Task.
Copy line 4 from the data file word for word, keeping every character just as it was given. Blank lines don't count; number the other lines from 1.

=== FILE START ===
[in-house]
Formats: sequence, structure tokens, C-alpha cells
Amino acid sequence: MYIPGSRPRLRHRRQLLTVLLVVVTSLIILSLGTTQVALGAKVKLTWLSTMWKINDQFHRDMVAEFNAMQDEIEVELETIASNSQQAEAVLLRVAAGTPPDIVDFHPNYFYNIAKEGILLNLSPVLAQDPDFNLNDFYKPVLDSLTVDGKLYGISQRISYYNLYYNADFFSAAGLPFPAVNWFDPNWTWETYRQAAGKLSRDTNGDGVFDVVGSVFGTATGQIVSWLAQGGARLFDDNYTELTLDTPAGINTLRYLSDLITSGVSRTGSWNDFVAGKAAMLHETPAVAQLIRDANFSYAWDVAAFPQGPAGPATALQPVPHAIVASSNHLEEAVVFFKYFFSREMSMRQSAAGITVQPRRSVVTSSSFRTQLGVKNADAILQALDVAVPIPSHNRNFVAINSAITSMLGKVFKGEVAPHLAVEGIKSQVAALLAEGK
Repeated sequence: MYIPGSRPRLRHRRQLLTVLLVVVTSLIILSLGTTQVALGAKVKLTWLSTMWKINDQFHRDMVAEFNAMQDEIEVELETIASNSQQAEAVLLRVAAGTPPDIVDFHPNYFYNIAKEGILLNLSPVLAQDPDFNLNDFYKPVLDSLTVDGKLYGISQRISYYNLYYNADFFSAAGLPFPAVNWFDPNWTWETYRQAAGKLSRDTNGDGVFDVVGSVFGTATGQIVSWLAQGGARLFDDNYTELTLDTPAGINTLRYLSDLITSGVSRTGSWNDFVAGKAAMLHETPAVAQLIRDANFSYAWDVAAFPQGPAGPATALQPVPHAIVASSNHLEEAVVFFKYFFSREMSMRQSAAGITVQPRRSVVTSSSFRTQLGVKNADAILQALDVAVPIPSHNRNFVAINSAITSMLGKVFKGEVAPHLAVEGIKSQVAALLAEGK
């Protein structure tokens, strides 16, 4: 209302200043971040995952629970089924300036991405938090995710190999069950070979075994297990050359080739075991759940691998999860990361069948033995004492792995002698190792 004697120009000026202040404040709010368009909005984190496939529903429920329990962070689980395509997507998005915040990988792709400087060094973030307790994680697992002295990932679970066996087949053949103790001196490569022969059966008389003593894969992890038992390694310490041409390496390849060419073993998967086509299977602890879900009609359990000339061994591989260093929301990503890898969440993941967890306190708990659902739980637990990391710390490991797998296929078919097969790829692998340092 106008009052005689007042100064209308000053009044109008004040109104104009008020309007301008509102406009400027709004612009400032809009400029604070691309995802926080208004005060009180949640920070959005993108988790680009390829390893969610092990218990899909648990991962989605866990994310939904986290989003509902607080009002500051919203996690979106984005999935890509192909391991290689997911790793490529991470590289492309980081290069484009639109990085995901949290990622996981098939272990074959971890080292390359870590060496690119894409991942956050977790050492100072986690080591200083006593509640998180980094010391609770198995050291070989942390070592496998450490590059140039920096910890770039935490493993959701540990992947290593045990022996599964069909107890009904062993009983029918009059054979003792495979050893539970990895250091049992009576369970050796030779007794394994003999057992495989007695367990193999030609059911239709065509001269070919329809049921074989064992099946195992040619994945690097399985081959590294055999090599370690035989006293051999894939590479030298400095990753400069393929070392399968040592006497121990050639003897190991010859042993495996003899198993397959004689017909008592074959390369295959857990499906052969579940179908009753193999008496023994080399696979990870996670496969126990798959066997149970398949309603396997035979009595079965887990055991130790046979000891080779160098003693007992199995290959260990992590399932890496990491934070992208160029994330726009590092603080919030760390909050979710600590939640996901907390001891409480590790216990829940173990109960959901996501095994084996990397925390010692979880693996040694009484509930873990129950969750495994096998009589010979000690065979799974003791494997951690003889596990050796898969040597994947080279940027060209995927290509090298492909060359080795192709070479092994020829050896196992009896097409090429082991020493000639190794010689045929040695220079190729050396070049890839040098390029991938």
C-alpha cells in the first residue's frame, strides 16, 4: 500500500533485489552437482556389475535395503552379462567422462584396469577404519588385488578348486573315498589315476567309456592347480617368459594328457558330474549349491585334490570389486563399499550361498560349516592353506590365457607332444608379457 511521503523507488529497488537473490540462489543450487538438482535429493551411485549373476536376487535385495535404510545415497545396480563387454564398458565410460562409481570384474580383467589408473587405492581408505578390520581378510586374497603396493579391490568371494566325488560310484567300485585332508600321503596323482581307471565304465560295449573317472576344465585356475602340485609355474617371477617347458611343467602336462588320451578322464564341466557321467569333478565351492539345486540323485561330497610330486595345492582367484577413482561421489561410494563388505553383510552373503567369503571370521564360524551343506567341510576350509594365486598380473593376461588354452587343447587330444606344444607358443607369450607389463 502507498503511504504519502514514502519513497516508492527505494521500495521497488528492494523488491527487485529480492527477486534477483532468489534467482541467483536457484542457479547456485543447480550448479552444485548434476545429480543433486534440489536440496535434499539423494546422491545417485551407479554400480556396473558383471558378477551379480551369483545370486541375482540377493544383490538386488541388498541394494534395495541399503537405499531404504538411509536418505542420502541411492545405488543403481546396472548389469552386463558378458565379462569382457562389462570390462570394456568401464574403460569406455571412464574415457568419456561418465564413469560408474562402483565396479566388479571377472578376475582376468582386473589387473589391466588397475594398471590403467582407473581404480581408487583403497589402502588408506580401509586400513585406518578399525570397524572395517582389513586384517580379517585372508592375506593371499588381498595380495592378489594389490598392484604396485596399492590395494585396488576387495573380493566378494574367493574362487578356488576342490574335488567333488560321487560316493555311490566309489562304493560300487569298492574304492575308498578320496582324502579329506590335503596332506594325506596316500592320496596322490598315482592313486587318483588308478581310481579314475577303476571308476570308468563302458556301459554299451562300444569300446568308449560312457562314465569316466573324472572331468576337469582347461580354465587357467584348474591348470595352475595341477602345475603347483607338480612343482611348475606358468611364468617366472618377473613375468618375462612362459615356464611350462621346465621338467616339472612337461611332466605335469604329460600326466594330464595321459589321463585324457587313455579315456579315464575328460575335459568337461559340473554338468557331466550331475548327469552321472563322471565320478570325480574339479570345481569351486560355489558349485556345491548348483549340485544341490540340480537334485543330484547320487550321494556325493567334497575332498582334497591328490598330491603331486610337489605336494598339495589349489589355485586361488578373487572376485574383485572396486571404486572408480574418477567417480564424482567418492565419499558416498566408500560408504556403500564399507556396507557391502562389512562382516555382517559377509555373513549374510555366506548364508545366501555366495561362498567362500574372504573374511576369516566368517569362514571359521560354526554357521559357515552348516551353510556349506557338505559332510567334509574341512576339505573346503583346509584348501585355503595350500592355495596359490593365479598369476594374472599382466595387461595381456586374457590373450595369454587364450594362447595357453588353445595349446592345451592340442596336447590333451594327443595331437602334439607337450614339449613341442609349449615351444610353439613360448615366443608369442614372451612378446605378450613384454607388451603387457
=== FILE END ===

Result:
Repeated sequence: MYIPGSRPRLRHRRQLLTVLLVVVTSLIILSLGTTQVALGAKVKLTWLSTMWKINDQFHRDMVAEFNAMQDEIEVELETIASNSQQAEAVLLRVAAGTPPDIVDFHPNYFYNIAKEGILLNLSPVLAQDPDFNLNDFYKPVLDSLTVDGKLYGISQRISYYNLYYNADFFSAAGLPFPAVNWFDPNWTWETYRQAAGKLSRDTNGDGVFDVVGSVFGTATGQIVSWLAQGGARLFDDNYTELTLDTPAGINTLRYLSDLITSGVSRTGSWNDFVAGKAAMLHETPAVAQLIRDANFSYAWDVAAFPQGPAGPATALQPVPHAIVASSNHLEEAVVFFKYFFSREMSMRQSAAGITVQPRRSVVTSSSFRTQLGVKNADAILQALDVAVPIPSHNRNFVAINSAITSMLGKVFKGEVAPHLAVEGIKSQVAALLAEGK